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High-resolution evolution: calibration and application of fossil foraminifera in evolutionary time series

High-resolution evolution: calibration and application of fossil foraminifera in evolutionary time series
High-resolution evolution: calibration and application of fossil foraminifera in evolutionary time series
Many evolutionary processes are well-studied on generational and macroevolutionary time scales, but much less is known about the processes bridging short- and long-term biotic change. This is commonly due to a lack of sufficiently-high-resolution fossil records over long microevolutionary time scales. The work presented in this thesis describes new calibrations and applications of planktonic foraminifera in evolutionary biology. The high-resolution fossil archives of planktonic foraminifera enable construction of continuous, long-term microevolutionary time series of large numbers (>10,000) of individuals.In Chapter 2 I study the repeatability of traits commonly used in studies describing foraminifera evolution. The results show that some traits are reliable, whereas others are very susceptible to small mounting-induced errors and should be used with caution.Chapter 3 deals with various representations of foraminifera body size, and whether these proxies remain accurate in a lineage undergoing morphological change. This was shown to be the case for foraminifera shell area as measured from a two-dimensional image, but less so for shell diameter.In Chapter 4 I study within- and among-population allometries during an interval of global climatic upheaval. When climate remains constant the within-population allometries predict evolutionary change from one time-step to the next. However, the evolutionary allometry measured across step-wise environmental change deviates significantly from the static evolutionary allometries.Changes in biodiversity are often linked to climate change, usually represented by global temperature. However, climate consists of many interacting variables, and species likely respond to the entire climate system as opposed to individual variables. In Chapter 5 I show that evolutionary response in two species of planktonic foraminifera is indeed best explained by combinations of environmental parameters.Chapter 6 presents evolutionary time series of two species of planktonic foraminifera from six sites along an Atlantic transect over 600,000 years. The results show that temporal dynamics do not match spatial variation, implying that care should be taken when extrapolating one population’s predicted response to another location.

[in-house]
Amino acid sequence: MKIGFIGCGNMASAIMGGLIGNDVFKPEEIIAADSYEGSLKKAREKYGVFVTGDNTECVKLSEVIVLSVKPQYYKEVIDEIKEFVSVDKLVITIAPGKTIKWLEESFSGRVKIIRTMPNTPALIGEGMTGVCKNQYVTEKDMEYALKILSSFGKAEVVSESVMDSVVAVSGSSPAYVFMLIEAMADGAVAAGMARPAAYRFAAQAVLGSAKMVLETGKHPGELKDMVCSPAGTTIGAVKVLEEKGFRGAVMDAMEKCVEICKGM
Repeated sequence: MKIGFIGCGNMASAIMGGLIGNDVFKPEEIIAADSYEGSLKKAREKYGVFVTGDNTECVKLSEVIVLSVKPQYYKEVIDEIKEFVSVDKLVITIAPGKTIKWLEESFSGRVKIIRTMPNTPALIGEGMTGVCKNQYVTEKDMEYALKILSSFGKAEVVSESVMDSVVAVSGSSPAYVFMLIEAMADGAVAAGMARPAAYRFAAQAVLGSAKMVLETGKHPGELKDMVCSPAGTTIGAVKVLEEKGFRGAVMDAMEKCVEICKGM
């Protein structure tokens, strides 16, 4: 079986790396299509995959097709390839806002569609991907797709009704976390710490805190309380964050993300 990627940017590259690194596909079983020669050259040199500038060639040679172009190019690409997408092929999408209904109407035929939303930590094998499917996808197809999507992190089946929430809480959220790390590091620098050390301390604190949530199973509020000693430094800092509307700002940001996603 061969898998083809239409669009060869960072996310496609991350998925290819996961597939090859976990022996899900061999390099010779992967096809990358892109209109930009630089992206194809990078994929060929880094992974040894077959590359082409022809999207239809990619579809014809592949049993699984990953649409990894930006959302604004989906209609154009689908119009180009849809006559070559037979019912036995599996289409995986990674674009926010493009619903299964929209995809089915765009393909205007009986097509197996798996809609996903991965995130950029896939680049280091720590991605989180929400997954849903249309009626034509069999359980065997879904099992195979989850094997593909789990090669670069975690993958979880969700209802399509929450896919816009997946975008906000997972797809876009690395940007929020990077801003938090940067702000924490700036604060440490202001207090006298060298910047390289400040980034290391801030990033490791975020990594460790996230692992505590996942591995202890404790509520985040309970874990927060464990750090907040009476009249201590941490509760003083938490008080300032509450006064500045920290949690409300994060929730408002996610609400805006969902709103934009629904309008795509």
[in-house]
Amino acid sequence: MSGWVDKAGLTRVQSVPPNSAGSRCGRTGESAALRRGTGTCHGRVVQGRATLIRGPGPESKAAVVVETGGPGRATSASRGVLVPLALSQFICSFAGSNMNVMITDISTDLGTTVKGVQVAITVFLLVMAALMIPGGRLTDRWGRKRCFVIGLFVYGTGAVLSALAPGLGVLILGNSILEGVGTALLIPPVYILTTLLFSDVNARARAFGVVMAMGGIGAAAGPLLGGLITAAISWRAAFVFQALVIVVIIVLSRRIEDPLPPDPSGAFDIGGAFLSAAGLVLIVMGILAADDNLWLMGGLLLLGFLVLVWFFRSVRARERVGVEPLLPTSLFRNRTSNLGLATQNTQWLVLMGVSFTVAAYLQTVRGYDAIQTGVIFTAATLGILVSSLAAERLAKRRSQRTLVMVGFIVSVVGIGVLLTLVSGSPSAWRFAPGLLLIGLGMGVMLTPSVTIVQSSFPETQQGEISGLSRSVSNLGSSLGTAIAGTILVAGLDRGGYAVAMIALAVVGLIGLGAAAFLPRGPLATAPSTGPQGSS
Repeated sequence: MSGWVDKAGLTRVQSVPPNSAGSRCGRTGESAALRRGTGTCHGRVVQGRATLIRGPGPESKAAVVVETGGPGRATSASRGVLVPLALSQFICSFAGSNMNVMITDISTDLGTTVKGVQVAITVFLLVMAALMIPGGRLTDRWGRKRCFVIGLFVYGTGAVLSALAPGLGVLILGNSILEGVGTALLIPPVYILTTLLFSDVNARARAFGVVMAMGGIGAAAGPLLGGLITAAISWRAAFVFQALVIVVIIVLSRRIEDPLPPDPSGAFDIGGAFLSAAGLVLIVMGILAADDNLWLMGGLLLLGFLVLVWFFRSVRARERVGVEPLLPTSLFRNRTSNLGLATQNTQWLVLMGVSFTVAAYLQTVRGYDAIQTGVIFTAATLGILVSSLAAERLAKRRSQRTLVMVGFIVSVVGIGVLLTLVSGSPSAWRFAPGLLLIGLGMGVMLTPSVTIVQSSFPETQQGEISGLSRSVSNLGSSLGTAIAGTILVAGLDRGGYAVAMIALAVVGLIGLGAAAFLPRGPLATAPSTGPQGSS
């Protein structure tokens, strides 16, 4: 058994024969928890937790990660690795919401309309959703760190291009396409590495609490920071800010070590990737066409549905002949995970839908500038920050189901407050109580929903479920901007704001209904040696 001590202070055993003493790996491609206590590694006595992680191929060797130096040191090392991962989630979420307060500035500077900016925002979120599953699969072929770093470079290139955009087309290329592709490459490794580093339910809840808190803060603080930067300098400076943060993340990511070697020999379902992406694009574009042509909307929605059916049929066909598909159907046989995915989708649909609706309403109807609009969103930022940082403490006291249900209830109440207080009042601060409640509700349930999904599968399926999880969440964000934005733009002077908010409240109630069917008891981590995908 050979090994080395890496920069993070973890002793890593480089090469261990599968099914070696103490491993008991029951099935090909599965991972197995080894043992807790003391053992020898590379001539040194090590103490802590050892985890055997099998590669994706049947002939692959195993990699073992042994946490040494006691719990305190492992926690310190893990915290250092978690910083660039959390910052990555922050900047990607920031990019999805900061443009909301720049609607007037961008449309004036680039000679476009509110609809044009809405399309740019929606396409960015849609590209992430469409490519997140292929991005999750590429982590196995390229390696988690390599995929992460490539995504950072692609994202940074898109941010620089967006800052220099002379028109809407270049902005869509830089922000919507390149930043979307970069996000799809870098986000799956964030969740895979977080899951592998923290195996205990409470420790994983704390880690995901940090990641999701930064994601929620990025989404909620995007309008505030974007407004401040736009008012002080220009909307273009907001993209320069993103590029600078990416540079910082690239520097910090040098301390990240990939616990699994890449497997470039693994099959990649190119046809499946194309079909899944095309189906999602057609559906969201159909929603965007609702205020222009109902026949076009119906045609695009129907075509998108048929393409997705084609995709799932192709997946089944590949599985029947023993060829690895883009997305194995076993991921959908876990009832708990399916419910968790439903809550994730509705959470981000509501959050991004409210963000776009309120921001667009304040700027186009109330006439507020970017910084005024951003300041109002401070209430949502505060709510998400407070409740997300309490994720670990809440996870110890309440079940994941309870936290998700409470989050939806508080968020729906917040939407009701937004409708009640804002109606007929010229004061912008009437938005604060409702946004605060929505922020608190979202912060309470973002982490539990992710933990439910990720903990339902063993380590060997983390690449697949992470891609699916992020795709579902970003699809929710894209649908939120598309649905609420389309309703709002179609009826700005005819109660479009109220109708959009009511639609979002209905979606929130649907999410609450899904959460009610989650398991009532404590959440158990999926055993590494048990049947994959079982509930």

University of Southampton
Brombacher, Jenneke Fopke Antonia
79580c32-f91b-4cad-b6cc-17b6d19f65ed
Brombacher, Jenneke Fopke Antonia
79580c32-f91b-4cad-b6cc-17b6d19f65ed
Wilson, Paul
f940a9f0-fa5a-4a64-9061-f0794bfbf7c6

Brombacher, Jenneke Fopke Antonia (2017) High-resolution evolution: calibration and application of fossil foraminifera in evolutionary time series. University of Southampton, Doctoral Thesis, 135pp.

Record type: Thesis (Doctoral)

Abstract

Many evolutionary processes are well-studied on generational and macroevolutionary time scales, but much less is known about the processes bridging short- and long-term biotic change. This is commonly due to a lack of sufficiently-high-resolution fossil records over long microevolutionary time scales. The work presented in this thesis describes new calibrations and applications of planktonic foraminifera in evolutionary biology. The high-resolution fossil archives of planktonic foraminifera enable construction of continuous, long-term microevolutionary time series of large numbers (>10,000) of individuals.In Chapter 2 I study the repeatability of traits commonly used in studies describing foraminifera evolution. The results show that some traits are reliable, whereas others are very susceptible to small mounting-induced errors and should be used with caution.Chapter 3 deals with various representations of foraminifera body size, and whether these proxies remain accurate in a lineage undergoing morphological change. This was shown to be the case for foraminifera shell area as measured from a two-dimensional image, but less so for shell diameter.In Chapter 4 I study within- and among-population allometries during an interval of global climatic upheaval. When climate remains constant the within-population allometries predict evolutionary change from one time-step to the next. However, the evolutionary allometry measured across step-wise environmental change deviates significantly from the static evolutionary allometries.Changes in biodiversity are often linked to climate change, usually represented by global temperature. However, climate consists of many interacting variables, and species likely respond to the entire climate system as opposed to individual variables. In Chapter 5 I show that evolutionary response in two species of planktonic foraminifera is indeed best explained by combinations of environmental parameters.Chapter 6 presents evolutionary time series of two species of planktonic foraminifera from six sites along an Atlantic transect over 600,000 years. The results show that temporal dynamics do not match spatial variation, implying that care should be taken when extrapolating one population’s predicted response to another location.

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Brombacher, Jenneke_PhD_Thesis_Nov_17 - Author's Original
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Published date: 20 November 2017

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Local EPrints ID: 416830
URI: http://eprints.soton.ac.uk/id/eprint/416830
PURE UUID: 2e7d45f3-ee44-42ab-8c5d-33642b879429

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Date deposited: 11 Jan 2018 17:30
Last modified: 14 Mar 2019 05:20

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